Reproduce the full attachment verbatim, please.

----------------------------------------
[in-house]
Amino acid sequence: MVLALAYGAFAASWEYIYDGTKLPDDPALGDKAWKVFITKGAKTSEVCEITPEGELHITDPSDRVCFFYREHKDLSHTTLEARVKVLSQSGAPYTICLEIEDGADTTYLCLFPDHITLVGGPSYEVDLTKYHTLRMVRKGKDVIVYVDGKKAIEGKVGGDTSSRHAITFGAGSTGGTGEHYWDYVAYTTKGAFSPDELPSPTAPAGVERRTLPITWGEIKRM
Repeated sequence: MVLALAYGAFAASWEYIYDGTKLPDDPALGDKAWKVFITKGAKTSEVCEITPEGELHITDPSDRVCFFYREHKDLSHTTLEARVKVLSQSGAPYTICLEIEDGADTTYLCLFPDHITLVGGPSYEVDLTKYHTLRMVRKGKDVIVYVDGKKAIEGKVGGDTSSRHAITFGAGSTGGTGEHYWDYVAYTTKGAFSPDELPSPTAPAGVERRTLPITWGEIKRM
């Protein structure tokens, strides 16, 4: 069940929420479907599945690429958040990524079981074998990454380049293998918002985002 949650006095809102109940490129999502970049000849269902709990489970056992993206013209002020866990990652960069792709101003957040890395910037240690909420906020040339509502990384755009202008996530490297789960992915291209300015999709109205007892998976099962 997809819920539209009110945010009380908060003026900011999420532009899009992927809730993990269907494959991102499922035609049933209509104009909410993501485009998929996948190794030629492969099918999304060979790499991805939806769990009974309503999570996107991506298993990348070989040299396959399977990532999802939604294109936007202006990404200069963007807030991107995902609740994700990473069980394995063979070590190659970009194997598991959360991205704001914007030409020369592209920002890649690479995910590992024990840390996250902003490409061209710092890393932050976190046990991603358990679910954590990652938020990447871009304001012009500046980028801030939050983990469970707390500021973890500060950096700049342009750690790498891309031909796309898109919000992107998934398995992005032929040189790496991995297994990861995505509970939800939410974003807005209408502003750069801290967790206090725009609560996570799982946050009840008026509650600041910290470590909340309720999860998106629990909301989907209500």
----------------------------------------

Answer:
[in-house]
Amino acid sequence: MVLALAYGAFAASWEYIYDGTKLPDDPALGDKAWKVFITKGAKTSEVCEITPEGELHITDPSDRVCFFYREHKDLSHTTLEARVKVLSQSGAPYTICLEIEDGADTTYLCLFPDHITLVGGPSYEVDLTKYHTLRMVRKGKDVIVYVDGKKAIEGKVGGDTSSRHAITFGAGSTGGTGEHYWDYVAYTTKGAFSPDELPSPTAPAGVERRTLPITWGEIKRM
Repeated sequence: MVLALAYGAFAASWEYIYDGTKLPDDPALGDKAWKVFITKGAKTSEVCEITPEGELHITDPSDRVCFFYREHKDLSHTTLEARVKVLSQSGAPYTICLEIEDGADTTYLCLFPDHITLVGGPSYEVDLTKYHTLRMVRKGKDVIVYVDGKKAIEGKVGGDTSSRHAITFGAGSTGGTGEHYWDYVAYTTKGAFSPDELPSPTAPAGVERRTLPITWGEIKRM
């Protein structure tokens, strides 16, 4: 069940929420479907599945690429958040990524079981074998990454380049293998918002985002 949650006095809102109940490129999502970049000849269902709990489970056992993206013209002020866990990652960069792709101003957040890395910037240690909420906020040339509502990384755009202008996530490297789960992915291209300015999709109205007892998976099962 997809819920539209009110945010009380908060003026900011999420532009899009992927809730993990269907494959991102499922035609049933209509104009909410993501485009998929996948190794030629492969099918999304060979790499991805939806769990009974309503999570996107991506298993990348070989040299396959399977990532999802939604294109936007202006990404200069963007807030991107995902609740994700990473069980394995063979070590190659970009194997598991959360991205704001914007030409020369592209920002890649690479995910590992024990840390996250902003490409061209710092890393932050976190046990991603358990679910954590990652938020990447871009304001012009500046980028801030939050983990469970707390500021973890500060950096700049342009750690790498891309031909796309898109919000992107998934398995992005032929040189790496991995297994990861995505509970939800939410974003807005209408502003750069801290967790206090725009609560996570799982946050009840008026509650600041910290470590909340309720999860998106629990909301989907209500």